After three years without earning a profit, plaintiffs sue Division for fraud. Do these facts sustain an action for fraud in the inducement? Why or why not?
Division West Chinchilla Ranch advertised on television that a five-figure income could be earned by raising chinchillas with an investment of only $3.75 per animal per year and only thirty minutes of maintenance per day. The minimum investment was $2,150 for one male and six female chinchillas. Division West represented to plaintiffs that chinchilla ranching would be easy and that no experience was required to make ranching profitable. Plaintiffs, who had no experience raising chinchillas, each invested $2,150 or more to purchase Division’s chinchillas and supplies. After three years without earning a profit, plaintiffs sue Division for fraud. Do these facts sustain an action for fraud in the inducement? Why or why not?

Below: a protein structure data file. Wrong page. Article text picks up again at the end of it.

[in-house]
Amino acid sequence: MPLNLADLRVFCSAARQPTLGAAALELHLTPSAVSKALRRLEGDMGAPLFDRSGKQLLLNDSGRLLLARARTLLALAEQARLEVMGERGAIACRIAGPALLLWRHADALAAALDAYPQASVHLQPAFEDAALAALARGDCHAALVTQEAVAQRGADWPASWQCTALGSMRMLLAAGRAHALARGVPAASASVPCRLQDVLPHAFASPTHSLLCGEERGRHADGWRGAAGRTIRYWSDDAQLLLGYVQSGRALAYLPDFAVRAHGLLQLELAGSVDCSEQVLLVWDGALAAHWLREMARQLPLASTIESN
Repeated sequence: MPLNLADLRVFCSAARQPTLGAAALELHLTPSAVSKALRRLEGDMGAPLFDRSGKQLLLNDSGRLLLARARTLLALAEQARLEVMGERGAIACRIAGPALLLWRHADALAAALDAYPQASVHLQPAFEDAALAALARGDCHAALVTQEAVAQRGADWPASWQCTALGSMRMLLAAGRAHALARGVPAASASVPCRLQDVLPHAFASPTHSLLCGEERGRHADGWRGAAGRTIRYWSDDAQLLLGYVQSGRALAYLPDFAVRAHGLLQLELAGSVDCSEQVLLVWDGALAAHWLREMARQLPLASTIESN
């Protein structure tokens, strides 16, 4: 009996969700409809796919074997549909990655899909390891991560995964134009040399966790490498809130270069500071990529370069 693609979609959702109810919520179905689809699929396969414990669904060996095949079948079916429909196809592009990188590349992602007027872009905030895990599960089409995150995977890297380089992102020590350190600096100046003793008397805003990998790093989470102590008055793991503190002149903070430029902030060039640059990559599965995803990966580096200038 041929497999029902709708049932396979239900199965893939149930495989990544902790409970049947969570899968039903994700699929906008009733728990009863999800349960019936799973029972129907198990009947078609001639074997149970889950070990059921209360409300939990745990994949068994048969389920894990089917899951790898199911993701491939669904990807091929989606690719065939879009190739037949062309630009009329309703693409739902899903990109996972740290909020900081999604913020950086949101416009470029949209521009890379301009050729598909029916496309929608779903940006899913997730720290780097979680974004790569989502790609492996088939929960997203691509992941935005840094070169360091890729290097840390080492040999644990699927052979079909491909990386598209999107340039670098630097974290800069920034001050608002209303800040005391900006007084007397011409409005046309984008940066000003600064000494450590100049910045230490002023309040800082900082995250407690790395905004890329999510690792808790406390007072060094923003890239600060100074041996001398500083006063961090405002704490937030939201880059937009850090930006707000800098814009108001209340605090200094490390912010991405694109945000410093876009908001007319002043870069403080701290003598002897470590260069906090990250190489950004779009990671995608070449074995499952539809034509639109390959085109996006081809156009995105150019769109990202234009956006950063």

Evidence to support the arguments are as follows:
Statements that set the base of any contract should be true and fair in the eyes of law to make a contract valid. In this case, statements were biased and untrue, which constitutes a fraud. Individual D knew that the buyers had no experience, yet still allured them to purchase fur(chinchilla).
If in the given situation, the buyers who are buying chinchilla(fur) have full knowledge and experience, then the negotiation might have taken place with their full knowledge. For this reason, the case will not be of fraud.
The following may be the two scenarios:
Individual D may have performed the fraud
Individual D may not have performed a fraud